It would hardly be feasable to expect that all later Christian literature should quote all of the NT books! But the earliest attestations we do have in extant literature do set an upper limit on how late a particular text COULD have appeared. That does not mean that the latest date for the text is the most plausible. On the contrary, even with our first citations of Paul in Ignatius and Clement, they do not have the character of ‘this just in’, but rather demonstrate long familiarity on the part of Christians with Paul’s writings. This is all historical criticism 101, I can’t believe I have to reiterate all of this.

    Dating is a more complex issue than relying solely on earliest external attestation. But to propose defensible dates prior to external attestation one needs to demonstrate the text’s compatibility with the earlier thought and situation. And if the text fails this test but rather demonstrates compatibility with the thought and historical situation of the time in which it is first attested, then we have a strong indication that it was indeed composed around that same time.

    “What/who is its source? On what is the statistic based?”

    The source is C. Markschies, on the basis of Adolf Harnack’s “Gesschichte der altchristlichen Literatur bis Eusebius”.

    “It’s a bit ironic that while believers try to appeal to missing texts in support of their position most of the texts that are actually known to be missing would in fact contradict their theological positions.”

    You don’t seem to understand exactly what I was arguing with the ‘missing Christian literature’ thing. We do not have the complete un-proto-orthodox output of the period of the early Church Fathers, and we do not have the complete proto-orthodox output either. If we had access to all the early Christian literature, it would include all kinds of texts, many of them unorthodox but many of them also orthodox.

    We have evidence that unorthodox texts went missing. Beyond that I don’t know how you can say what the missing evidence “would” (as opposed to “could”) include.

    “What do scholars admit were the forces for and against the preservation of certain texts, or at least reference of texts? What sorts of texts were favoured for preservation?”

    Weather is far and away the largest dominant factor in whether texts were preserved. Papyrus simply does not last. The only reason we have certain abundant papyrus collections is because in some areas of extremely arid weather they were preserved.
    As for reference of texts, that would depend on the catechetical and practical needs of the early Church in the particular writer who quotes them. Thus 1 Clement can appeal to Paul when he is dealing with a church which he founded in addressing similar (though not identical) issues. But Justin in defending the Christian faith against a Jew would not quote Paul (or at least refer to him explicitly), whom many Jewish-Christians regarded as an apostate and would have been an embarassment to Justin’s case. It would also give the appearance of arguing a particular case based only upon your own apologists! Think of how skeptics react when Christians argue based on one of their own, like Josh McDowell!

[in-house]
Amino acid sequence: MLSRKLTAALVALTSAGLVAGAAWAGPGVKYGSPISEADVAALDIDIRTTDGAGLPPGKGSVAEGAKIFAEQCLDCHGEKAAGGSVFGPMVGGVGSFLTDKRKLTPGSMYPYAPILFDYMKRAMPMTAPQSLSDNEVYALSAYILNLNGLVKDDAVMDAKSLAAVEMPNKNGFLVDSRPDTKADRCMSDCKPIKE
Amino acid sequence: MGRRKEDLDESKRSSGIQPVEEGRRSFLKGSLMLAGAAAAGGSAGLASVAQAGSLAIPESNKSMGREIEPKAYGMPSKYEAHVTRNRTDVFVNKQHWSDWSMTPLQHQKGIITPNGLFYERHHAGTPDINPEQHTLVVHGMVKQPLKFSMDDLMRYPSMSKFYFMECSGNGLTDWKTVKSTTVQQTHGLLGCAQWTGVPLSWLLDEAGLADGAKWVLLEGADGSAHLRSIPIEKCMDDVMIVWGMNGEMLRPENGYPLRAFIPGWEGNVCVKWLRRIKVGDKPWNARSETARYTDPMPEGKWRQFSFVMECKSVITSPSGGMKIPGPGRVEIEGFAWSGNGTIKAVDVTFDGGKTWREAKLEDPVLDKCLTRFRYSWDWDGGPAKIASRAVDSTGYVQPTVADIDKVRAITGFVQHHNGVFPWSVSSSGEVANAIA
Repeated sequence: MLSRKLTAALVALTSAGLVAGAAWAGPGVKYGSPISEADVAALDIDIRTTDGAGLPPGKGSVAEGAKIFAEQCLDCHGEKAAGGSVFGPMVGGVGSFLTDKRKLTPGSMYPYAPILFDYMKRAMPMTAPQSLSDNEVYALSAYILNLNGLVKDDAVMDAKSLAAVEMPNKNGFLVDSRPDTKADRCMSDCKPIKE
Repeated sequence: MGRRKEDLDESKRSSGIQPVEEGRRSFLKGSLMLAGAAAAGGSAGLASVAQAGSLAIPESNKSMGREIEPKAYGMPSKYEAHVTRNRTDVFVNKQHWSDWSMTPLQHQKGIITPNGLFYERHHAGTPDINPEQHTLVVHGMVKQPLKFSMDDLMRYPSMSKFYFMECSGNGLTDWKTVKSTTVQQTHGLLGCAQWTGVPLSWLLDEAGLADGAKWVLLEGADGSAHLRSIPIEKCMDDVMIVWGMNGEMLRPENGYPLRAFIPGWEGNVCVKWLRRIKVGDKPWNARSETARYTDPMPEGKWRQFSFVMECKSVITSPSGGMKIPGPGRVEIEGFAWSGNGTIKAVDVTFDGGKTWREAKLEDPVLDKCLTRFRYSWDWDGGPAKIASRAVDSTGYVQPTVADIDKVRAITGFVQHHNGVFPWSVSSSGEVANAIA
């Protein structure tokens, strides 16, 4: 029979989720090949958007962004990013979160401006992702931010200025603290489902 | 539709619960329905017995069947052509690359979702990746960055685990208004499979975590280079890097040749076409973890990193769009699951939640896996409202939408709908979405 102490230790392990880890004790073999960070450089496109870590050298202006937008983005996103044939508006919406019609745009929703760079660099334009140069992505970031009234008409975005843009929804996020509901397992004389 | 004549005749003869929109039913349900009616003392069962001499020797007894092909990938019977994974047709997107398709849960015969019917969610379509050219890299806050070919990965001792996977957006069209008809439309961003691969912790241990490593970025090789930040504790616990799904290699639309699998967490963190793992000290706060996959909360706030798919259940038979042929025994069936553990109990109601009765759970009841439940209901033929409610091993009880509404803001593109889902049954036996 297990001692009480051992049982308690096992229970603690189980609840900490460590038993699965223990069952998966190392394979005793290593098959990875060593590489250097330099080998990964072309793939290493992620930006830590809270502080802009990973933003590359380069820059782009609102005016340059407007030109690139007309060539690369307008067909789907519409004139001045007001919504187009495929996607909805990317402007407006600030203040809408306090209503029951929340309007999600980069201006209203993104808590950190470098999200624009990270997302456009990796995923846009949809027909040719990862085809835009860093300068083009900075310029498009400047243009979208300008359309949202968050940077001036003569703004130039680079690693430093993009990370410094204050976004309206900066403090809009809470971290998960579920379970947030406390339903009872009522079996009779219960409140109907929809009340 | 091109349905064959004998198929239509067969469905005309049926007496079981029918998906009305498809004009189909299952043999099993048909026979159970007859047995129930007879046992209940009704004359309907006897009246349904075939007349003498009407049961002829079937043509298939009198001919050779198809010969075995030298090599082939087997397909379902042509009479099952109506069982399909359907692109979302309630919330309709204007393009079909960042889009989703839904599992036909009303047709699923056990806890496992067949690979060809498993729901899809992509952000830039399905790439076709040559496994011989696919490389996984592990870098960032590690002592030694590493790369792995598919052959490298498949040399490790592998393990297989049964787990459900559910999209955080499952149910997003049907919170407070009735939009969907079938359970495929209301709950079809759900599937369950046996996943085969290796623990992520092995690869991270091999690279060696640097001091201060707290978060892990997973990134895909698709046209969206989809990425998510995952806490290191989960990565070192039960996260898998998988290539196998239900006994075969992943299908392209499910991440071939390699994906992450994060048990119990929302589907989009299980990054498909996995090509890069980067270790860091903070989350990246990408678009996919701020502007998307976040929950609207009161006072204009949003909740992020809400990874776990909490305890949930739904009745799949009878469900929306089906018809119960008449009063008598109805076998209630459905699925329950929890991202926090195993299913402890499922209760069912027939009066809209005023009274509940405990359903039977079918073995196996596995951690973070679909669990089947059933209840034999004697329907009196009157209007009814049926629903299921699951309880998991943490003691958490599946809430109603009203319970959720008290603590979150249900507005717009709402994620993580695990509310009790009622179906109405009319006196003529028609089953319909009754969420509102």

I look forward to reading your post. I just hope you don’t reproduce the standard cliche that the orthodox ‘supressed’ early texts they didn’t agree with. In this regard it is interested that the Nag Hammadi documents were found in a monastery.

    Well I do hope to provide a bit more than the standard cliches you have produced here.

    “Meantime when scholars do analyze current texts and their external testimonies they come up with certain lost texts that conservative believing Christians refuse to admit ever existed after all!”

    Are you talking about Q? If so, I could name about 30 conservative scholars who have no problem with using Q in their historical reconstructions. All these scholars object to is using Q illegitimately to infer the existence of a hypothetical Q community and what they DIDN’T believe in on the basis of what’s not in Q. If you’re talking about attempts to isolate a pre-canonical Mark or a proto-Luke (such as Marcion might have used), those endeavours are on much shakier ground since we don’t have the obvious and striking phenomenon of word-for-word reproduction in Matthew and Luke of passages from this hypothetical source. The latter depend on alleged ‘seams’ which are often very subjectively determined.

    No doubt you can name 30 such conservative scholars. I am sure you can also find many who fit my bill, too. But your qualification and use of the word “illegitimate” is an interesting one. This word would seem to imply that scholars who use Q to reach different conclusions from the conservatives are using Q “illegitimately”, as if there is only one truly “legitimate” way of using Q — that of the conservatives.